Monthly Archives: September 2010

Everybody Goes to Rick’s

The College Kritter and I spent the spring break week in Mexico. It took some time to organize and plan all the activities in order to cram as much as possible into measly seven days, but it was worth it.

We are both laid back, uncomplicated (the best compliment from my German brother-in-law, Thomas*), and interested in the same things. I knew that food would be as important to my eldest as it is  to me, and I researched for weeks the best and the most authentic, off-the-beaten-path places to kick back and enjoy the real Yucatecan cuisine. Wherever we went we were enveloped in the smell of freshly made corn tortillas, barely four inches in diameter, warm, pliable, and usually made on the spot by huipil-wearing Mayan women. We trusted our Spanish-speaking meseros’ suggestions when ordering, and indulged in Grilled Conch, Queso Relleno, Pollo Pibil, Sopa di Lima, Relleno Negro, Longaniza di Valladolid, and Poc Chuc. We bought spices and pastes from the market at Valladolid, hoping to capture the magic of Yucatán once we return to our California home.

For a while we did not crave Mexican food. Our senses were satisfied. I cooked Mediterranean, and Indian, and Serbian for weeks. The Beasties whined for enchiladas. Husband wanted a taste of our Mexican vacation. But I was still not ready. I have been transformed. I watched teenage girls put the thin tortillas on the comal, flip them with their hands, and move them to a plate. I tasted thin slices of arrachera grilled for a mere second and served with roasted onion, avocado, and lime. I encountered achiote paste and habanero salsa. Mexican cuisine would never be the same in our house.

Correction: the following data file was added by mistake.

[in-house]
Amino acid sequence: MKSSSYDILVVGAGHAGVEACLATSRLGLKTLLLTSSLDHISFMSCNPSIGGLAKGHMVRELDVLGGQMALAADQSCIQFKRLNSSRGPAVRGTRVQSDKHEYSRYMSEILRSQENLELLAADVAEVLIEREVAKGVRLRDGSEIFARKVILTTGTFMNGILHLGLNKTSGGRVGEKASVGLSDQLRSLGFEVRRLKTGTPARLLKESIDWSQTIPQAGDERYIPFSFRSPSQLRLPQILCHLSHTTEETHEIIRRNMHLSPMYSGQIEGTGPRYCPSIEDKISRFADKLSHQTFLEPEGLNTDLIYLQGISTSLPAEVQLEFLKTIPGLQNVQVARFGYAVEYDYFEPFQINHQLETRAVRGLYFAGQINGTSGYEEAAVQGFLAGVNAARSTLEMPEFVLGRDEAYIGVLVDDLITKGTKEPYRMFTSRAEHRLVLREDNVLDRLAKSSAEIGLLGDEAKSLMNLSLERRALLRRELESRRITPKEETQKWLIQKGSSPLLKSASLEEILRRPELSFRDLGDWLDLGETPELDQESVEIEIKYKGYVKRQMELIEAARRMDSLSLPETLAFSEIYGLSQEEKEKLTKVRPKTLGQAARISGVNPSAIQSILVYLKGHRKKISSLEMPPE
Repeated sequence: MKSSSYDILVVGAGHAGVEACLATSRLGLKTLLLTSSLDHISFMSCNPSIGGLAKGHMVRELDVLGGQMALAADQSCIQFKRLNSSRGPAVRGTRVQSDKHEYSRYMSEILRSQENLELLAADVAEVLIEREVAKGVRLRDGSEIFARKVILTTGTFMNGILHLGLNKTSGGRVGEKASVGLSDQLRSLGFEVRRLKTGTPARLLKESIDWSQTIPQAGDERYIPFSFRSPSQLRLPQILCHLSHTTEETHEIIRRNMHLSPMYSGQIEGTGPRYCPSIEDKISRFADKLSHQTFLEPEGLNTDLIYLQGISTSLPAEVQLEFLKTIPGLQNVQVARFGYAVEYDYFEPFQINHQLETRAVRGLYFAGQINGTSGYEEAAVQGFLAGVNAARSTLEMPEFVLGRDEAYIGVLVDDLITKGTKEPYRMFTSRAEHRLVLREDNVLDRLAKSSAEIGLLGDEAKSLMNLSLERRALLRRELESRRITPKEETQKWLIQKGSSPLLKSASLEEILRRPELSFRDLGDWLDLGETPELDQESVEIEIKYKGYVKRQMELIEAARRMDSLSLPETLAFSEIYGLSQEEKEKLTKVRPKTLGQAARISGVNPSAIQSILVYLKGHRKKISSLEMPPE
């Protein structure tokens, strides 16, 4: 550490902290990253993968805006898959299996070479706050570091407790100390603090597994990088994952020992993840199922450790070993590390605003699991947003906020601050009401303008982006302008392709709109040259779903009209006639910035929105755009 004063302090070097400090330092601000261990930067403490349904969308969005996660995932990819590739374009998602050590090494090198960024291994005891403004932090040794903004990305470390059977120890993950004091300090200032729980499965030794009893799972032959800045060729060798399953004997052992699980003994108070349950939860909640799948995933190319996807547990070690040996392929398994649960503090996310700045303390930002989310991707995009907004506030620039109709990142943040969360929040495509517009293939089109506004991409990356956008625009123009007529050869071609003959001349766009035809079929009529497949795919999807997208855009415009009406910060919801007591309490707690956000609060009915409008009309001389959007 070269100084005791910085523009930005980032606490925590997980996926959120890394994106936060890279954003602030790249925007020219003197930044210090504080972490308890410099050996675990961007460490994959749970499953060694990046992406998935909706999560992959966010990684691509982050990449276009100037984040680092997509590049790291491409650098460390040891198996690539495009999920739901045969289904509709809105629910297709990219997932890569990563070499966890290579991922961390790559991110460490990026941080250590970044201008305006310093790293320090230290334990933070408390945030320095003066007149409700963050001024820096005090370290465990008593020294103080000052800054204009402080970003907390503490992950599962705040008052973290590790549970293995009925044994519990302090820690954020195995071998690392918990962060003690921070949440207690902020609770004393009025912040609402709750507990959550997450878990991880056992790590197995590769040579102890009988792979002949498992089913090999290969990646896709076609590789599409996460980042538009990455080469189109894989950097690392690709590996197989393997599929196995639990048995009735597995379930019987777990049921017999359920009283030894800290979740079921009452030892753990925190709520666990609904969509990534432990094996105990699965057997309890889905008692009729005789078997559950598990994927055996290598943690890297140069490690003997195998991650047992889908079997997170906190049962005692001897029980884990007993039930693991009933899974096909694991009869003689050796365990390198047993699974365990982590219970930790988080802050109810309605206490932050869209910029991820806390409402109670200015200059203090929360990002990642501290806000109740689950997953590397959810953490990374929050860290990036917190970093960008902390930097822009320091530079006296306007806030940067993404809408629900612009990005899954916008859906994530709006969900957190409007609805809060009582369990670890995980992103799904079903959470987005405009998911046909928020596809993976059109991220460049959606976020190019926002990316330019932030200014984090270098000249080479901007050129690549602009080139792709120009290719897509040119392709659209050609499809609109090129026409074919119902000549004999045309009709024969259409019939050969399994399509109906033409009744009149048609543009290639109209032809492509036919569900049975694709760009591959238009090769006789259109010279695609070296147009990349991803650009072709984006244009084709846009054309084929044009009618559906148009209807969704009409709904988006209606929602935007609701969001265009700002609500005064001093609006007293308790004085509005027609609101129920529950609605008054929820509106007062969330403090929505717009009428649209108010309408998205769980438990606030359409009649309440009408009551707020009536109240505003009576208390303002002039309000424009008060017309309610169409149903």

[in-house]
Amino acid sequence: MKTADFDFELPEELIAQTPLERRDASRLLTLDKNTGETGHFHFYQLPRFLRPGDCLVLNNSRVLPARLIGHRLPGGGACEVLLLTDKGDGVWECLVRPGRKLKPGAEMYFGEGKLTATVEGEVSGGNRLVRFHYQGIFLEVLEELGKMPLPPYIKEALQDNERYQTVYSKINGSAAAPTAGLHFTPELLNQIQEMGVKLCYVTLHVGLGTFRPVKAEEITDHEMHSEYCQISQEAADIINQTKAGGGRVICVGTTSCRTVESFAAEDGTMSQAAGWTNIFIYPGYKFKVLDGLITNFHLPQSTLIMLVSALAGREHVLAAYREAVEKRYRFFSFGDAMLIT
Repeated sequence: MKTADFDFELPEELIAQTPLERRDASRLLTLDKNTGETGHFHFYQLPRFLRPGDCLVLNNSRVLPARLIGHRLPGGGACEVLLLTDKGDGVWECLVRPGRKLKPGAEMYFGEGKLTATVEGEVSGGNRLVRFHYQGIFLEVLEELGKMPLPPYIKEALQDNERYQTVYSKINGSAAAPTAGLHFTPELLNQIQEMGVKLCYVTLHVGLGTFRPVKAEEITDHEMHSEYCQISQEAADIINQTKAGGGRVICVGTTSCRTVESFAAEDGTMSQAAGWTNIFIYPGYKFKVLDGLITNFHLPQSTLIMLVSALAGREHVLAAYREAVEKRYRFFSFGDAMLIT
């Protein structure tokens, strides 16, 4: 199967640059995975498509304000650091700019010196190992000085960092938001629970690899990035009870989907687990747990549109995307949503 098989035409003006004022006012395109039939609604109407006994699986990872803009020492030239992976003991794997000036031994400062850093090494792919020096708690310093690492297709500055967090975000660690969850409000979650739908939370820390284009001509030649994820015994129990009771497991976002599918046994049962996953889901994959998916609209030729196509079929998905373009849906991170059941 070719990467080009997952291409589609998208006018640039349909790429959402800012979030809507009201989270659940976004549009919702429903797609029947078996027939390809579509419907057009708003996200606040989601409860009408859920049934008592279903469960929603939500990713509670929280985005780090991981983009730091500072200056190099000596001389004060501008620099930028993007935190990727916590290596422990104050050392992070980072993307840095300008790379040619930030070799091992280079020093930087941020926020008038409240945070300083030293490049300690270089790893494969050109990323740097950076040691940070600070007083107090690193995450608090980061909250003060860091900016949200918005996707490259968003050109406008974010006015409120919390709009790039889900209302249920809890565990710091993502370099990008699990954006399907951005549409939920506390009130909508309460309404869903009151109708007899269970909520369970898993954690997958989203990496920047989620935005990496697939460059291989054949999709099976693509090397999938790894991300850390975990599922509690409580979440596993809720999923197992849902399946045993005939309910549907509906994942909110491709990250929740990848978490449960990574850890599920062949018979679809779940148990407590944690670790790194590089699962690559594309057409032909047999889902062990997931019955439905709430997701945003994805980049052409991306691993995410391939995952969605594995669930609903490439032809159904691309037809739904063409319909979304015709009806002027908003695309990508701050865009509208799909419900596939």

And then, just for fun, I entered Rick Bayless’ Twitter contest: for four weeks he tweeted a recipe from his new book, Fiesta at Rick’s, under 140 characters, challenging his followers to decipher it, cook it, and photograph it. He chose one overall winner a week, and another nine runners-up. All of them received a copy of his book.

Each week I gathered the necessary ingredients, followed the recipe, cooked it, and served to the family (after I tried to take the best photo my camera would muster). And each week I heard only the grunts of satisfied bellies. The final week featured grilled pork ribs. I prepared the rub and Husband tended to grilling. Our photo was chosen as the overall winner and I was beyond excited!

Some time later, the book arrived, signed by Rick Bayless. I spent a couple of minutes getting high from the new-book-smell. After I glanced through it, I knew that we would not be disappointed: the glossy pages revealed dozens of recipes that appealed to me immediately. And some of them threw me right back to Yucatán for a moment. Remembering the accolades I received from the family upon serving Rick’s dishes, I decided to cook from his book, one or two recipes at the time.